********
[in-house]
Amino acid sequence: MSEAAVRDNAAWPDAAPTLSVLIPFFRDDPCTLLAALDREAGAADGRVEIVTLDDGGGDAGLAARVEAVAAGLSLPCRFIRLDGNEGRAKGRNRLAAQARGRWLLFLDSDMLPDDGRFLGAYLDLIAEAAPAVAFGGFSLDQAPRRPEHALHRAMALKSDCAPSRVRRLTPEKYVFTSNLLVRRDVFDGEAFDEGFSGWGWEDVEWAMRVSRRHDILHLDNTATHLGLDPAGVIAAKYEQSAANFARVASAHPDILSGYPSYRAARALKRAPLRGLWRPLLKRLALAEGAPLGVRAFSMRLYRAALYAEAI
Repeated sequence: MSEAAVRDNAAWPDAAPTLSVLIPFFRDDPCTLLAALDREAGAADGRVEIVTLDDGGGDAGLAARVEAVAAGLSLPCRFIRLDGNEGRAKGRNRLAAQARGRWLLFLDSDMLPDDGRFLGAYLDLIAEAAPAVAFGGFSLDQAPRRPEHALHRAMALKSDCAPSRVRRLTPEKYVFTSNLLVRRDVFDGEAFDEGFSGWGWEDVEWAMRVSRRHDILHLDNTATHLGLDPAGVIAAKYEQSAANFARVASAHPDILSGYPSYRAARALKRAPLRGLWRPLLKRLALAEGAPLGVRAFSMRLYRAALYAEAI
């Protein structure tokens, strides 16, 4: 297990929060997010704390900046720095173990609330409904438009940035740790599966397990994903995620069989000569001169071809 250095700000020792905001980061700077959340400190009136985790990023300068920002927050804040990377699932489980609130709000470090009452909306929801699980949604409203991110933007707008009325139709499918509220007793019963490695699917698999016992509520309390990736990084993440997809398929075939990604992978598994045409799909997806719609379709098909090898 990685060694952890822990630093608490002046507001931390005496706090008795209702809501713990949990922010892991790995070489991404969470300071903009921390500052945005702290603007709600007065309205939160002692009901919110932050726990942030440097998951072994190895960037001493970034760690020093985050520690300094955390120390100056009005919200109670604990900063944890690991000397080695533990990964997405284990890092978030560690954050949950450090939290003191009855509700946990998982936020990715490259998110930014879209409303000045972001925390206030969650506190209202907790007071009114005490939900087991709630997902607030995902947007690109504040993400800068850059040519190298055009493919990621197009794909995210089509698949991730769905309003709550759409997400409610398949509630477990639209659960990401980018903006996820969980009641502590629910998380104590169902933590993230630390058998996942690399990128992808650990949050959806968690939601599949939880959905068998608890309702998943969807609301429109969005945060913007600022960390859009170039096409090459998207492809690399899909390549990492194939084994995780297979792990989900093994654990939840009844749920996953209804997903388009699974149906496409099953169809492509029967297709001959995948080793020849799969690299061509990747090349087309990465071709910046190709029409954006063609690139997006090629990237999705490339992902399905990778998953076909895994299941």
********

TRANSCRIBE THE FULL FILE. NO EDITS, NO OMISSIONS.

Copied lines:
[in-house]
Amino acid sequence: MSEAAVRDNAAWPDAAPTLSVLIPFFRDDPCTLLAALDREAGAADGRVEIVTLDDGGGDAGLAARVEAVAAGLSLPCRFIRLDGNEGRAKGRNRLAAQARGRWLLFLDSDMLPDDGRFLGAYLDLIAEAAPAVAFGGFSLDQAPRRPEHALHRAMALKSDCAPSRVRRLTPEKYVFTSNLLVRRDVFDGEAFDEGFSGWGWEDVEWAMRVSRRHDILHLDNTATHLGLDPAGVIAAKYEQSAANFARVASAHPDILSGYPSYRAARALKRAPLRGLWRPLLKRLALAEGAPLGVRAFSMRLYRAALYAEAI
Repeated sequence: MSEAAVRDNAAWPDAAPTLSVLIPFFRDDPCTLLAALDREAGAADGRVEIVTLDDGGGDAGLAARVEAVAAGLSLPCRFIRLDGNEGRAKGRNRLAAQARGRWLLFLDSDMLPDDGRFLGAYLDLIAEAAPAVAFGGFSLDQAPRRPEHALHRAMALKSDCAPSRVRRLTPEKYVFTSNLLVRRDVFDGEAFDEGFSGWGWEDVEWAMRVSRRHDILHLDNTATHLGLDPAGVIAAKYEQSAANFARVASAHPDILSGYPSYRAARALKRAPLRGLWRPLLKRLALAEGAPLGVRAFSMRLYRAALYAEAI
């Protein structure tokens, strides 16, 4: 297990929060997010704390900046720095173990609330409904438009940035740790599966397990994903995620069989000569001169071809 250095700000020792905001980061700077959340400190009136985790990023300068920002927050804040990377699932489980609130709000470090009452909306929801699980949604409203991110933007707008009325139709499918509220007793019963490695699917698999016992509520309390990736990084993440997809398929075939990604992978598994045409799909997806719609379709098909090898 990685060694952890822990630093608490002046507001931390005496706090008795209702809501713990949990922010892991790995070489991404969470300071903009921390500052945005702290603007709600007065309205939160002692009901919110932050726990942030440097998951072994190895960037001493970034760690020093985050520690300094955390120390100056009005919200109670604990900063944890690991000397080695533990990964997405284990890092978030560690954050949950450090939290003191009855509700946990998982936020990715490259998110930014879209409303000045972001925390206030969650506190209202907790007071009114005490939900087991709630997902607030995902947007690109504040993400800068850059040519190298055009493919990621197009794909995210089509698949991730769905309003709550759409997400409610398949509630477990639209659960990401980018903006996820969980009641502590629910998380104590169902933590993230630390058998996942690399990128992808650990949050959806968690939601599949939880959905068998608890309702998943969807609301429109969005945060913007600022960390859009170039096409090459998207492809690399899909390549990492194939084994995780297979792990989900093994654990939840009844749920996953209804997903388009699974149906496409099953169809492509029967297709001959995948080793020849799969690299061509990747090349087309990465071709910046190709029409954006063609690139997006090629990237999705490339992902399905990778998953076909895994299941």